NOTE from DearMYRTLE: There has been a big uproar in social media over the LDS church’s decision to pull out of the Boy Scouts of America in 2020.
In all honesty, I don’t think it has anything to do with gays or permitting girls to join.
I posted the following to effectively stem the tide in my channels, but am now elevating this to blog post status, so my position is perfectly clear. (I don’t know why genealogists get overly political from time to time. I just want to talk about how to research.) 🤗
DearMYRTLE has followers from many walks of life. This has opened my eyes to different ways of thinking. It’s evident to me good people come in all shapes and sizes. For these experiences I am most grateful – even humbled. I hope my children and grandchildren take the time to see people for who they are and aren’t quick to profile.
When we consider the worldwide reach of the LDS Church members, the majority of our youth don’t have access to BSA so this puts a new slant on things.
For many youth throughout the world, Boy Scouts of America frankly isn’t doable.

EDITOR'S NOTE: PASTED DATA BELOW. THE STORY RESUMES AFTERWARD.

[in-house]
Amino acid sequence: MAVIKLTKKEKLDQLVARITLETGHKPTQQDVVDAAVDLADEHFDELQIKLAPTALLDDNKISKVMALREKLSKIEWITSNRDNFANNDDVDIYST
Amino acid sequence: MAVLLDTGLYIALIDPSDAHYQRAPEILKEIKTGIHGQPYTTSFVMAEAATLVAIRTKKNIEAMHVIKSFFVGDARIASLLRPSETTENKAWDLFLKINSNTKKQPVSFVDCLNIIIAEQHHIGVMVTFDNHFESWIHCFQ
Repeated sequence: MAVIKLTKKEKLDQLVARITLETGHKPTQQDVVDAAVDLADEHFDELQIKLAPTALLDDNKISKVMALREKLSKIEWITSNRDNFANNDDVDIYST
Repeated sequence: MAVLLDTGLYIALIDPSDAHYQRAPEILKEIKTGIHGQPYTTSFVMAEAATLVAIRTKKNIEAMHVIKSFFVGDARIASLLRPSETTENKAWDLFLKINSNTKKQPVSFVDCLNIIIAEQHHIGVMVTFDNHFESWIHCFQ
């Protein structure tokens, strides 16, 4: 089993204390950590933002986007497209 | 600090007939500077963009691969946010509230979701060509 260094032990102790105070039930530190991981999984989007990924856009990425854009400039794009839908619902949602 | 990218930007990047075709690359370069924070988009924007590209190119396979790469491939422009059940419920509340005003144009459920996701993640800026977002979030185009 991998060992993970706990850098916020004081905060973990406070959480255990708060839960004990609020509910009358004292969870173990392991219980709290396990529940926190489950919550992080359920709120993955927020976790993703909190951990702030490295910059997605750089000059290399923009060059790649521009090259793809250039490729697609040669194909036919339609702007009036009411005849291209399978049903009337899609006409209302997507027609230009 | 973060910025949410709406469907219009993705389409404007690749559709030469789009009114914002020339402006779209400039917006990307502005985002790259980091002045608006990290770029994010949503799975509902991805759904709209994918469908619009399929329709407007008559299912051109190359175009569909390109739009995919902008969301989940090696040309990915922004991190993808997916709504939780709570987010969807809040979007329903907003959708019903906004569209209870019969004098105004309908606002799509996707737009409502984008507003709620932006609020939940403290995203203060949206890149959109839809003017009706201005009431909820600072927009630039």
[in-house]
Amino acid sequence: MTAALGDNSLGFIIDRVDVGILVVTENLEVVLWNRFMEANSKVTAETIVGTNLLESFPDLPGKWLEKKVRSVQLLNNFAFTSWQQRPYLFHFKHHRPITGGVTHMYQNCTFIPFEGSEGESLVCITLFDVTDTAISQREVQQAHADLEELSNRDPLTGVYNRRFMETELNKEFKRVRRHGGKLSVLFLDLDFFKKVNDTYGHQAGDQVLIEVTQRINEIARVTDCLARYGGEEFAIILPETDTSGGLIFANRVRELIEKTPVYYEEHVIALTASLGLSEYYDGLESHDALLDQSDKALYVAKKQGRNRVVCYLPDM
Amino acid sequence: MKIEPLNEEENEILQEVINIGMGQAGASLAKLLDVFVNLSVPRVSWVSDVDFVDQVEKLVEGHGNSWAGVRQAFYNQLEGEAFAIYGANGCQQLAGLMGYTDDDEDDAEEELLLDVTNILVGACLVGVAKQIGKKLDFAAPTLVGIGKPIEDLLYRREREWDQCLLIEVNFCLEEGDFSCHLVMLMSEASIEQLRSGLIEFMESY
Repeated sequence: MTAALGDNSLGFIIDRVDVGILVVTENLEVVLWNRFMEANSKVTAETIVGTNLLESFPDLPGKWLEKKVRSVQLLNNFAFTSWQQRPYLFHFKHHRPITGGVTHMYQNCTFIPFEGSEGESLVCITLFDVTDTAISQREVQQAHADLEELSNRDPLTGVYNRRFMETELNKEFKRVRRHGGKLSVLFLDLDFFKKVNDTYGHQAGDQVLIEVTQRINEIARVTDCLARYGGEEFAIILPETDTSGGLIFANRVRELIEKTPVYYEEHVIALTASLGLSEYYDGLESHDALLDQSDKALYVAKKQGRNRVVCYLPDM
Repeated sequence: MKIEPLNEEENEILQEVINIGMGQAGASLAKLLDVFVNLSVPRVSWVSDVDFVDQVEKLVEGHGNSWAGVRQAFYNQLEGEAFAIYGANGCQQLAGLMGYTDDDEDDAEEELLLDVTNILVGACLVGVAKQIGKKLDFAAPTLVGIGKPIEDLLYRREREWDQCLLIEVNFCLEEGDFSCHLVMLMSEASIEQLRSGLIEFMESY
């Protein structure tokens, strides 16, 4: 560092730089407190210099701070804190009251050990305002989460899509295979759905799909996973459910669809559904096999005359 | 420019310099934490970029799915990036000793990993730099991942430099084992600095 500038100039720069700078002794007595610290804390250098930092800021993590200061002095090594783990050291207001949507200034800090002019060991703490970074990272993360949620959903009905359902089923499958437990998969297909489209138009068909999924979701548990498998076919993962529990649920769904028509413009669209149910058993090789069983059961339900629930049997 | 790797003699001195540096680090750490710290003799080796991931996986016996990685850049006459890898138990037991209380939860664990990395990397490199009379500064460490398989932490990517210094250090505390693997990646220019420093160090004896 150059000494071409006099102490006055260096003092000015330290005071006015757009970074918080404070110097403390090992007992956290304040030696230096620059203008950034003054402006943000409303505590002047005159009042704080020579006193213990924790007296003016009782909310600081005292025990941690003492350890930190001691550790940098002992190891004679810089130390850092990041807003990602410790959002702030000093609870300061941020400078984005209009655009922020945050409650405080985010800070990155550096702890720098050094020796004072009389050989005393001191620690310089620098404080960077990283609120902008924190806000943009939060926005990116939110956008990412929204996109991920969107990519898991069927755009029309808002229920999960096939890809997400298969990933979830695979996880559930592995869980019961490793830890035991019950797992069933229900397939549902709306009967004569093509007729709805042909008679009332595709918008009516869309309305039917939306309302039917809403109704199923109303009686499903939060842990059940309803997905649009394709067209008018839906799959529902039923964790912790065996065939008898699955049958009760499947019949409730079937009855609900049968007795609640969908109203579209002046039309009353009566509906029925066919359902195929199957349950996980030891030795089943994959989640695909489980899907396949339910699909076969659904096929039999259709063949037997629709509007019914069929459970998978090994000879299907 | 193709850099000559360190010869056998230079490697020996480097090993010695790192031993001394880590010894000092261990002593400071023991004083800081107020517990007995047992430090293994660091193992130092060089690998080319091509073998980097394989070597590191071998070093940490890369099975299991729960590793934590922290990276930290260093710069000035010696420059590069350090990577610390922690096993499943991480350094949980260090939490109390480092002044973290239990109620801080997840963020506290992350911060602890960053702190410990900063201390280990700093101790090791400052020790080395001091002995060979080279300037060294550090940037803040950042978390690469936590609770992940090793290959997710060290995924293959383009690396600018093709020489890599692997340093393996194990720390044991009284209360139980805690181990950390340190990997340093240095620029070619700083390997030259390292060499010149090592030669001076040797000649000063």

I believe BSA, with very few exceptions, was a marvelous influence on the boys I grew up with.
As the church has grown to have more members outside the US, our youth are no longer just white, working or middle class. It’s unkind to foist any program on youth who are oft times breadwinners in their family, etc.
For instance, I remember when it was unthinkable for 12-13 year olds to pass the sacrament without wearing a suit and tie. There was instruction on how to polish shoes in preparation for Sunday worship service.
This is now recognized as impractical on many levels in various cultures. Now the emphasis is on presenting one’s best self to the service of our Father in Heaven as we remember the sacrifice of His Son.
We respect the traditions in each culture that for generations have fostered principles of kindness, hard work, respect, honesty and integrity. Things parents and grandparents throughout the ages have encouraged.
I’m glad the church has been working on a youth program that will honor these traditions and inspire living purposeful, loving lives as it can be interpreted in each culture.